Huddleston and Pullum's The Cambridge Grammar of the English Language (CamGEL or CGEL) is widely considered a 'successor' to a previous 'great English grammar': Quirk, Greenbaum, Leech, and Svartvik's A Comprehensive Grammar of the English Language (ComGEL or, sometimes, also CGEL); see e.g. here.

ComGEL was published in 1985; CamGEL, 17 years later, in 2002. Well, next year it will have been 17 years since the publication of CamGEL (#trynottofeelold). Does anyone know if anything similar in scope is in the works, sort of a successor to CamGEL?

As explained in CamGEL's preface, its production took more than ten years. There was a Board of Consultants composed of many eminent linguists, including Barry Blake, Bernard Comrie, Greville Corbett, Edward Finegan, John Lyons, Peter Matthews, Keith Mitchell, Frank Palmer, John Payne, Neil Smith, Roland Sussex, and James D. McCawley. During the first six years, 'workshops were held regularly in Brisbane and Sydney to develop ideas for the framework and content of the grammar'.

In short, CamGEL was a massive undertaking involving many, many people. Any 'successor' to it would have to be similarly massive—and therefore it is unlikely to be any sort of a secret.

Has anyone heard or noticed anything that would point to the existence of a currently ongoing project whose scope and purpose are similar to those of CamGEL? I did some googling, but so far have found nothing. However, I am not a linguist; I don't go to linguistics talks and conferences, and I don't read linguistics journals. Presumably many other people here do, and perhaps they may have heard or seen something relevant.

If the answer is 'no', then why do you think that is? Surely lots has happened in the study of English grammar in the past (nearly) two decades?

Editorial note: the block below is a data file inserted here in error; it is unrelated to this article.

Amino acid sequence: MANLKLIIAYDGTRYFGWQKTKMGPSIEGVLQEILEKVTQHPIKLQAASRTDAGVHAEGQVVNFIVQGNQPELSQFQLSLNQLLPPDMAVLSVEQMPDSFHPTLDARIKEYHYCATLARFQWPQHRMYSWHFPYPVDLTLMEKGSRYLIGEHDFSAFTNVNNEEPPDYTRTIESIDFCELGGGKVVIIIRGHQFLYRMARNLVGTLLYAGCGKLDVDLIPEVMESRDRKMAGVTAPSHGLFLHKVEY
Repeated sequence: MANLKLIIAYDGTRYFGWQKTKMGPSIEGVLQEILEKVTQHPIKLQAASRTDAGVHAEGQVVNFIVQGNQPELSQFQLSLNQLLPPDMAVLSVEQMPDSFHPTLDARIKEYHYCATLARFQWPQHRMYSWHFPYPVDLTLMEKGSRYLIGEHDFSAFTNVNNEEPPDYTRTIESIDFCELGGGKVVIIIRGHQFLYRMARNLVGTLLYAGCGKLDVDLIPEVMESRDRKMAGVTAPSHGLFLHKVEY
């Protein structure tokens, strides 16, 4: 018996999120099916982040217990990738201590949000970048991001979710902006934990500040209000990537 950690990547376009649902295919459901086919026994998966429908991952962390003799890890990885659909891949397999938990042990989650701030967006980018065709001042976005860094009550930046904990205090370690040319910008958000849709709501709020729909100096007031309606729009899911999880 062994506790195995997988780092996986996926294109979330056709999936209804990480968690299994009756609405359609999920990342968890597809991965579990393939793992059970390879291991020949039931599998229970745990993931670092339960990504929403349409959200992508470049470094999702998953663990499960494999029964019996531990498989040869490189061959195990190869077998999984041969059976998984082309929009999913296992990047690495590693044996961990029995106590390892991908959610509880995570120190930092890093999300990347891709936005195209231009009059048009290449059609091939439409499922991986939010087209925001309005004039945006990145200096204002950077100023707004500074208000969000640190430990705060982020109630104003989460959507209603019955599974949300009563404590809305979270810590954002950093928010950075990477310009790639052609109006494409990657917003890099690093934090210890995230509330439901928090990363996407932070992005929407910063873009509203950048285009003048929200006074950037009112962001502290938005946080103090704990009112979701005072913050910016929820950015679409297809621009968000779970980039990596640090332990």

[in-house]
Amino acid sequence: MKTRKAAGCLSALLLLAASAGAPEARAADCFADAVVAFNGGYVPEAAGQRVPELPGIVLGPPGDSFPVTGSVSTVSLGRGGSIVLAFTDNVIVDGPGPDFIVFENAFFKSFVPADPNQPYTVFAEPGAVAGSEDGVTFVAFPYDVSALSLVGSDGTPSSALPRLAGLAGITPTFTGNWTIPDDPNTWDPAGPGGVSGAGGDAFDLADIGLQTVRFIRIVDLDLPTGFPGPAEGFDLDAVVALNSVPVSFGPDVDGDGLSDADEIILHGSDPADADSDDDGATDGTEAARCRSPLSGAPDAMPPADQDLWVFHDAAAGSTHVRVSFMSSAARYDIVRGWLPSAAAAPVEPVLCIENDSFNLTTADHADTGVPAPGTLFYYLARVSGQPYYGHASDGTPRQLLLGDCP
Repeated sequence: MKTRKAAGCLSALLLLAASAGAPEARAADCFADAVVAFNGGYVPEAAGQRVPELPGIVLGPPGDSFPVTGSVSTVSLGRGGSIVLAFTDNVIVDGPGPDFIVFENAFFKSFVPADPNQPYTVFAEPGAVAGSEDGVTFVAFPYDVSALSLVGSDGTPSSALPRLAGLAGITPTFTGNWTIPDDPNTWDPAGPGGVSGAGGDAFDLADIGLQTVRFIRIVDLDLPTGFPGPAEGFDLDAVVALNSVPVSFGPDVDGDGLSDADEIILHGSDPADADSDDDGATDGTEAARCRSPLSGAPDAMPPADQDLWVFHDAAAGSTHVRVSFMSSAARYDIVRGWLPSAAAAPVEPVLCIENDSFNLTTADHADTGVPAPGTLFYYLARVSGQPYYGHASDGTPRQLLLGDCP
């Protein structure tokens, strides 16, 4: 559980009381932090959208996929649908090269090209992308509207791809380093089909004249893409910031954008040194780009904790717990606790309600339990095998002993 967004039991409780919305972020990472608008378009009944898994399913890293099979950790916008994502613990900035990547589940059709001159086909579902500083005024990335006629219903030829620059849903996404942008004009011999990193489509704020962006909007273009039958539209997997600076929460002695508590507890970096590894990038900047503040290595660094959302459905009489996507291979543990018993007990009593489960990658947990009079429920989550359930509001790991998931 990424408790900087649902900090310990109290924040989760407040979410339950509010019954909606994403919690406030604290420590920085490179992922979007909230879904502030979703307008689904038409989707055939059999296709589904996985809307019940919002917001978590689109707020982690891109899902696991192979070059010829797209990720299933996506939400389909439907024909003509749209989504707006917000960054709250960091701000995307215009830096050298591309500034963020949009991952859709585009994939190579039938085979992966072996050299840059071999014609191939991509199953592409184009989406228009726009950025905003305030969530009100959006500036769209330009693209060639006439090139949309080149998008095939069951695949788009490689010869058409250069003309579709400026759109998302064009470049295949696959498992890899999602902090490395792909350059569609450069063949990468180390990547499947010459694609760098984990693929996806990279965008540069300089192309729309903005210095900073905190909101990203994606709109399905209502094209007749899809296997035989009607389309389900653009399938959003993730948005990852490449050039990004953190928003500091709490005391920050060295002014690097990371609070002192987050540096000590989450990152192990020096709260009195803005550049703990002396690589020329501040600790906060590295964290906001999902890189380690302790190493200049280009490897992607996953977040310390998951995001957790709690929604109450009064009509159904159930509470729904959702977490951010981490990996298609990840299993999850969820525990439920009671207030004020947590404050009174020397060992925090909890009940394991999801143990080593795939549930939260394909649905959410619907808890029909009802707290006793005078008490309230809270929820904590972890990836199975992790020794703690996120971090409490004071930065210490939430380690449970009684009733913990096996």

Some of the commenters are saying that perhaps not enough has happened in the field of descriptive English grammar to warrant a new effort on the scale of CamGEL. For all I know, this is possible.

But what about at least a second edition (probably revised and expanded) of CamGEL itself? There are a bunch of things that are all but guaranteed to need to be revisited. Some examples:

1. Effects of looking at expanded corpora

As the authors themselves say at the CamGEL Errata page,

[T]his is as good a place as any to state a general warning that a few lists of lexical items that are claimed not to have some property are longer than they should have been — they get shorter each time we look at a larger corpus. One example is the list of strictly transitive verbs, those take a truly obligatory object (see section (b), Selective obligatoriness, on page 246). We include the verb use as strictly transitive; but in connection with illegal drugs an objectless use has developed (Amy is using again). It looks as if verbs that have truly obligatory objects are extremely rare, especially if one considers secondary forms (occurrences in non-finite clauses like infinitivals or participials).

Another example is the list of monosyllabic adjectives that do not inflect for comparison (see page 1583, [9]). Inflected forms of the adjectives we list there (cross, fake, ill, like, loath, prime, real, right, and worth) are certainly very rare; but crosser definitely occurs (and was more frequent in British writing about a century ago); faker and iller and realer can occasionally be found; and so on. *Worther and *worthest do not appear to exist at all; but in general, monosyllabic adjectives that absolutely never take comparative or superlative inflectional forms are very scarce indeed; we only list ten, and even that is a few too many. We should probably have listed just worth, loath, and perhaps prime.